Students can choose to opt out

David Clark
David Clark
Student radio looks likely to become the first high-profile casualty of voluntary student association membership. 

Let us get the facts on the table. Students can already choose to opt out of students' association membership. Not many do. But they have the choice.

The Voluntary Student Membership (VSM) Bill, now before Parliament, puts the emphasis the other way around. Students have to opt in to their student association.

Otago University Students Association president Logan Edgar contemplates life behind bars in his...
Otago University Students Association president Logan Edgar contemplates life behind bars in his protest against the Education (Freedom of Association) Amendment Bill. Photo by Linda Robertson.
And at first blush, this might seem a reasonable proposition, until the consequences are understood. Ask graduates of other New Zealand universities.

A surprising portion wish they'd had an Otago experience. And Otago's point of difference in recent decades has been its lively and interesting student culture. Other universities shifted to voluntary student association membership long ago, and regretted it.

Sure, Otago has faced challenges with episodic symptoms of New Zealand's wider drinking problem. Sure we have got a great academic research record. But Otago is known first and foremost for its vibrancy.

Learn massage, go tramping, read The Critic, visit the capping show, or hear a live band. All of these experiences are brought to you under the umbrella of the students association.

But under the anti-student VSM legislation, funds which have hitherto supported this diversity of offerings will no longer flow. Out-of-lecture-theatre learning will cut a wan and bloodless figure.

The co-ordination and hosting of the university's clubs and societies may cease. Media that offers a student voice will be sold off.

The student gym will no longer be available to all. Student orientation activities will be cut back.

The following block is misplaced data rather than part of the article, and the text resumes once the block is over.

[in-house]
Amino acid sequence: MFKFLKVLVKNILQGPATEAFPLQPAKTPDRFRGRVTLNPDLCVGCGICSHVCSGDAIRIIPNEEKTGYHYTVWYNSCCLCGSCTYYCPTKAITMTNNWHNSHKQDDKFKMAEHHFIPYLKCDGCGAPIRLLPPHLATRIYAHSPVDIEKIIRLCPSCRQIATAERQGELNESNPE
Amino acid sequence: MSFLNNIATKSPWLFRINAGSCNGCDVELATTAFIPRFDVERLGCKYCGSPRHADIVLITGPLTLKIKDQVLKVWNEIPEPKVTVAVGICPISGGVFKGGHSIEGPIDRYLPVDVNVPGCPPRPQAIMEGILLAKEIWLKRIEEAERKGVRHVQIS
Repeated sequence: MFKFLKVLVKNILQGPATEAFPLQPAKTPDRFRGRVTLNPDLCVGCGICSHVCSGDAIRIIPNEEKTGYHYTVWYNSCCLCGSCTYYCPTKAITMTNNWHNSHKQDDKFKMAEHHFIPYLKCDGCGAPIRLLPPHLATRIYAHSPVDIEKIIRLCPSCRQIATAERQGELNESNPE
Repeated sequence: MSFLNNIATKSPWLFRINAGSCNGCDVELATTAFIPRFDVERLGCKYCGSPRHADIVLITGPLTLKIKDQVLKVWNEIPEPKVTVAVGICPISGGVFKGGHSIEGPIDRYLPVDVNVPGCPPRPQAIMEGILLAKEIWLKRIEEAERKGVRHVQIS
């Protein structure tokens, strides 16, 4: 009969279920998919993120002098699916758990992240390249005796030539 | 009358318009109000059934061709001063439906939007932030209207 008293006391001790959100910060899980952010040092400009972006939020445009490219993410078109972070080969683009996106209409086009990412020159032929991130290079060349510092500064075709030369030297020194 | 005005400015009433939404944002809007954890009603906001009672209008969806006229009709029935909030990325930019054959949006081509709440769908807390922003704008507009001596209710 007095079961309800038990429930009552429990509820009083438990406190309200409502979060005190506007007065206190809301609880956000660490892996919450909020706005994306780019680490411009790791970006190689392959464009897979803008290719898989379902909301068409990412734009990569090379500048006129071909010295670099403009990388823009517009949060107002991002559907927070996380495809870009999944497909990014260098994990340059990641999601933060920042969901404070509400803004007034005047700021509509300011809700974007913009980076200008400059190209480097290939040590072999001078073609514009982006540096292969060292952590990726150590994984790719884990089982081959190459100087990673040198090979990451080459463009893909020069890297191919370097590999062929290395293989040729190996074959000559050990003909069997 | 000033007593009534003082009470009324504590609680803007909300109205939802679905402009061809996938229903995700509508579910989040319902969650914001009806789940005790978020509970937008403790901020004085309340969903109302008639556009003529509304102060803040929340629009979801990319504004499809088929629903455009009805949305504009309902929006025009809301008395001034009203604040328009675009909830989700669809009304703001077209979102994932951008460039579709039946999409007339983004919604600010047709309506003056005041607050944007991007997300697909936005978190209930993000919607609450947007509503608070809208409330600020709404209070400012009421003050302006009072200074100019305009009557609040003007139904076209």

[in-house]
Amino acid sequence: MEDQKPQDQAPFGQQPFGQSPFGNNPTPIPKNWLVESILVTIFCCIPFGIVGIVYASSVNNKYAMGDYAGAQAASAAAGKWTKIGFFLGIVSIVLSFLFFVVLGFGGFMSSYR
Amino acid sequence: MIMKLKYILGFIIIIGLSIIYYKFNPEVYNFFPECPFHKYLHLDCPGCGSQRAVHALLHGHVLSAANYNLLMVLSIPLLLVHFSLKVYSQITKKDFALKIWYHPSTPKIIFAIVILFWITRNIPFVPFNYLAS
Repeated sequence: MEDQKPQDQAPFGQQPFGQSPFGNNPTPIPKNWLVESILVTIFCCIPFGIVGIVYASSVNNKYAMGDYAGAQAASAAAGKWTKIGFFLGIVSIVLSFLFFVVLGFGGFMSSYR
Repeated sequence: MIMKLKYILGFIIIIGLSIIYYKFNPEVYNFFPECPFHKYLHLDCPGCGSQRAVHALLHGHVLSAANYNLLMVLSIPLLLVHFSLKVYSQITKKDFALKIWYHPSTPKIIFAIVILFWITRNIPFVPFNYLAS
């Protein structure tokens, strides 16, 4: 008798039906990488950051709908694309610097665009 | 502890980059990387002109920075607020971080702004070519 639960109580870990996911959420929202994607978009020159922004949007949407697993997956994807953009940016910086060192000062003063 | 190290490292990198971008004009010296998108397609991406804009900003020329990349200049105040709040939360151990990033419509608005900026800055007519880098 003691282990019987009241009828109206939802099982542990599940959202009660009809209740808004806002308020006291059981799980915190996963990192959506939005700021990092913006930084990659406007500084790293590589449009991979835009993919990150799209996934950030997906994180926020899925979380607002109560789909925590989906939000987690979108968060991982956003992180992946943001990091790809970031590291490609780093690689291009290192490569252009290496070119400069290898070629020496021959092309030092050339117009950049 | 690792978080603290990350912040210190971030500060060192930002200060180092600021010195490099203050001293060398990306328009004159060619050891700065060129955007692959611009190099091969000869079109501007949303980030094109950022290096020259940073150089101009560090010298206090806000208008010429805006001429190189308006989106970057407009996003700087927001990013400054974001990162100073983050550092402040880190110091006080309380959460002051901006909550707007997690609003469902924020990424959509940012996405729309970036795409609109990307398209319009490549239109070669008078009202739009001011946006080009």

Supported by National, the Act Party's VSM Bill will undermine the students association's funding base.

This funding-base supports important facets of the Otago scarfie experience.

And without a small contribution from a large number of students, the rich offerings of university life are nolonger affordable. Choice dies.

So why will this happen? Won't students see the benefits and simply opt in?

Unfortunately, no. New students do not know what they are missing. Only with time and experience do they fully appreciate the benefit of student-run activities.

As the year progresses, the significance of friendships formed at orientation gigs, and the importance of an affordable and accessible student gym become clear. Smart students become proud of their university.

But in the early days and weeks, students follow their noses. And rightly so. They are making huge adjustments, and come with a reasonable expectation that entertainment and opportunities will be provided.

University colleges set expectations. Key text books are prescribed. The thought that you would have to opt in to any central aspect of student life would seem odd. Arriving students assume they will be automatically signed-up for the most important stuff.

And so, if membership is not prescribed, students will assume the association's activities are of a lesser value.

They will not join.

The first weeks of transition from home to university are a big deal for many students. As head of a residential college at the university, each year I see our best and brightest arrive amidst a flurry of activity, emotion and expectation.

Students arrive knowing that the most important university learning happens outside the lecture theatre. But they do not arrive with an encyclopedic knowledge of university life.

That's what they have come to discover. Nature abhors a vacuum. The VSM legislation may take away one set of healthy choices, but others will remain.

Responsibly hosted student association concerts will be replaced by alcohol-focused parties and pub events. Those that can afford it will sign up to a student gym; those that can't will hang around outside.

If Radio One ceases providing a challenging student voice, the establishment voices of commercial radio will plug the gap. If student-led services dry up, the world will not stop. But the Otago experience will be much the poorer for it.

Continual assessment is the current fashion. Students must make the most of what little time they have to pursue other interests - to become more rounded individuals, and to fully develop their personalities.

Never has there been a time when the provision of quality wider learning experiences is more desperately needed. Never has there been a time when they are more under threat.

- David Clark is the Labour candidate for Dunedin North 

 

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